Gov. John Bel Edwards will face Republican Eddie Rispone in a Nov. 16 runoff in part because he was unable to get out all his base. While 45.3% of voters statewide cast their ballots in the race for governor yesterday, only 38.4% of New Orleanians voted.
While the crowded District 98 race was as competitive as expected — with none of the seven candidates garnering even a third of the overall vote — Aimee Adatto Freeman led with large margins in nearly all the 14th Ward precincts around Audubon and the universities to finish first overall.
Her three closest competitors — Kea Sherman, Ravi Sangisetty and Carlos Zervigon — all won a few precincts around the borders of District 98 as they battled for second place, according to an analysis of election results from the Secretary of State’s office. Sherman ultimately edged out Sangisetty and Zervigon to face Freeman in the Nov. 16 primary.
Although District 91’s vote total overall was nearly a three-way tie, an analysis of how each precinct voted shows that Robert McKnight secured his first-place finish by winning the most precincts of any candidate. Mandie Landry trailed him by only 18 votes and secured her place in the runoff, meanwhile, by posting strong second-place showings in nearly every precinct where McKnight or third-place finisher Carling Dinkler led.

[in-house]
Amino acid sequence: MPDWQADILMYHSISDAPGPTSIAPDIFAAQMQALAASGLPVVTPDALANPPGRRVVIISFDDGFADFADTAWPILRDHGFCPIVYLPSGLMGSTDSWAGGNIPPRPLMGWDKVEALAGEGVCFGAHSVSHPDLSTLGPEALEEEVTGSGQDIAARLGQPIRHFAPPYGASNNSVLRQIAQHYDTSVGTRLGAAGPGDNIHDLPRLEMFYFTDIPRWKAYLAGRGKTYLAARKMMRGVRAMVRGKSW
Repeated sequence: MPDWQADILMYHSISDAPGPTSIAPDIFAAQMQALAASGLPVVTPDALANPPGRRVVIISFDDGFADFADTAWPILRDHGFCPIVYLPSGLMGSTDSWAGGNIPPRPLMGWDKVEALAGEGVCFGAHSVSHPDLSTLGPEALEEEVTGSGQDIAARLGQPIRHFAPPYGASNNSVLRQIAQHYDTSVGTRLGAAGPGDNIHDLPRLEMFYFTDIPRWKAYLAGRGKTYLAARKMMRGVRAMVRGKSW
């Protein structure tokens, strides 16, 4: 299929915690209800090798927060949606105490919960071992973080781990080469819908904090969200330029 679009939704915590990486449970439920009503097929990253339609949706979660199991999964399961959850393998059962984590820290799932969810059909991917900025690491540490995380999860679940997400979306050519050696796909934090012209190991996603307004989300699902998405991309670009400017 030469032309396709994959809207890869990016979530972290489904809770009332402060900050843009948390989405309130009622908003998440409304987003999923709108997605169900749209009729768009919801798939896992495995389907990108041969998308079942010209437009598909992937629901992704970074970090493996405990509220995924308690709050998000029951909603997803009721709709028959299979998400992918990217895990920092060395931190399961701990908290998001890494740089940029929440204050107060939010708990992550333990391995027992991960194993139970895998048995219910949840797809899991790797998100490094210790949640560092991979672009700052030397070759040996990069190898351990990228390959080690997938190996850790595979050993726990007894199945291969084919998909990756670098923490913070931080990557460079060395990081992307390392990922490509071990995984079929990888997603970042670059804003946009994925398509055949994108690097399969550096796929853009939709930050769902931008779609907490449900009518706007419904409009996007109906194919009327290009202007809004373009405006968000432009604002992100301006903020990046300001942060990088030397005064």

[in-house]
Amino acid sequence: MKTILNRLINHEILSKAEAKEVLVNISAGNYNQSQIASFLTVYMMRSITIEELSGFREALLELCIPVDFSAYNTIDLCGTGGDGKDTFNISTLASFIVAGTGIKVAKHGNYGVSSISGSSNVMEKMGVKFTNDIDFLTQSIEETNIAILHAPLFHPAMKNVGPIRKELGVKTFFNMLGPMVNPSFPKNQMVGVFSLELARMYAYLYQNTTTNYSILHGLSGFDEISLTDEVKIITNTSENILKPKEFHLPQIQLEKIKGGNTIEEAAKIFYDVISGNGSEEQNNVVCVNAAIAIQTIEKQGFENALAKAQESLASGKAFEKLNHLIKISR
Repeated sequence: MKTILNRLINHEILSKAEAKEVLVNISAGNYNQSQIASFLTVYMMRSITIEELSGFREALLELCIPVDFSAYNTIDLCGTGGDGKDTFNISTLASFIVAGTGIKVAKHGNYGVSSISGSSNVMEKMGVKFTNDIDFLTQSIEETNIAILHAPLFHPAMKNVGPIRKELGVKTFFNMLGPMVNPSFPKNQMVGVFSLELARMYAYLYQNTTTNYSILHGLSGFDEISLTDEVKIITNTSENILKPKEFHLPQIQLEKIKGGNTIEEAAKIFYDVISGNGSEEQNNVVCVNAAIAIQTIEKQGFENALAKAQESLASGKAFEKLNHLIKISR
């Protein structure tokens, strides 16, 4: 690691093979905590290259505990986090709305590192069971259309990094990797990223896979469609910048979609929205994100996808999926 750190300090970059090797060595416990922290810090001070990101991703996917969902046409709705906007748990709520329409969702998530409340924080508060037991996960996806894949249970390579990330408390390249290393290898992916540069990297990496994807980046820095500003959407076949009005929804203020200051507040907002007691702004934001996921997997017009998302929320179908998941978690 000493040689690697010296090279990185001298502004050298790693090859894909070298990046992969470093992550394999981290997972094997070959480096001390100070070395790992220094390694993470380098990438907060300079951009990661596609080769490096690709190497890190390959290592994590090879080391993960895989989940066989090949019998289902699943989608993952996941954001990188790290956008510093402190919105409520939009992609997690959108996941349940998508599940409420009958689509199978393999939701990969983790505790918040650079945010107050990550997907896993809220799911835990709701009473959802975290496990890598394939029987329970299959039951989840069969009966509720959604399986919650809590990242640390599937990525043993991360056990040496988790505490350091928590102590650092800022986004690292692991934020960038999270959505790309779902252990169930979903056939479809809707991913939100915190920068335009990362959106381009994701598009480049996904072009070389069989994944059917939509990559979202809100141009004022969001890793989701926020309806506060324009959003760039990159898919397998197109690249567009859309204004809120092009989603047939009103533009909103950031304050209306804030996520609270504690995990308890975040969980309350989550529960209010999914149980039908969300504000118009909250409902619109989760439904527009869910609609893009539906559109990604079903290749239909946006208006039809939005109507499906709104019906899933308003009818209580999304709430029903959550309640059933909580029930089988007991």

State Sen. Karen Carter Peterson sailed to re-election to her final term representing Uptown in the state legislature on Saturday night, but much of the rest of the New Orleans delegation remains to be determined with tight House races leading to runoffs.
Despite heavy attacks from his Republican opponents and their related political action committees, Gov. John Bel Edwards was sailing toward a primary victory. Armed with an abundant war chest and a bipartisan coalition that was holding together, Edwards’ team could smell victory until two negative spots about former senior staffer Johnny Anderson hit the airwaves. Sources say Anderson had a history of sometimes being “a bad boy.” Until the #MeToo movement began, his habits were tolerated.
The local races for Uptown residents on Saturday’s ballot include, for the first time in many years, highly competitive races for the House of Representatives.
After the Carrollton Area Network candidates forum on Sept. 23, audience members submitted their own questions for the six candidates — Max Chiz, Aimee Adatto Freeman, Marion “Penny” Freistadt, Ravi Sangisetty, Kea Sherman and Carlos Zervigon — running for House District 98.
The Loyola University New Orleans College of Law Advocacy Center hosted a debate for the candidates seeking to be elected in Louisiana’s 91st and 98th House Districts on Thursday, Sept. 26.
The candidates were questioned by moderators who know the job well; they’ve been representing the Uptown districts in the state House for the past decade.
By Jesse Baum, Uptown Messenger
Mayor Latoya Cantrell told a meeting on affordable housing Wednesday that she wants to push New Orleans to 65 percent homeownership, well above the current percentage of around 46 percent.
Cantrell made an Uptown stop on her affordable housing tour at the Ashe Powerhouse Theater. The affordable housing tour has been a way for the Cantrell administration to go into different communities around the city and explain different affordability programs that are already in place.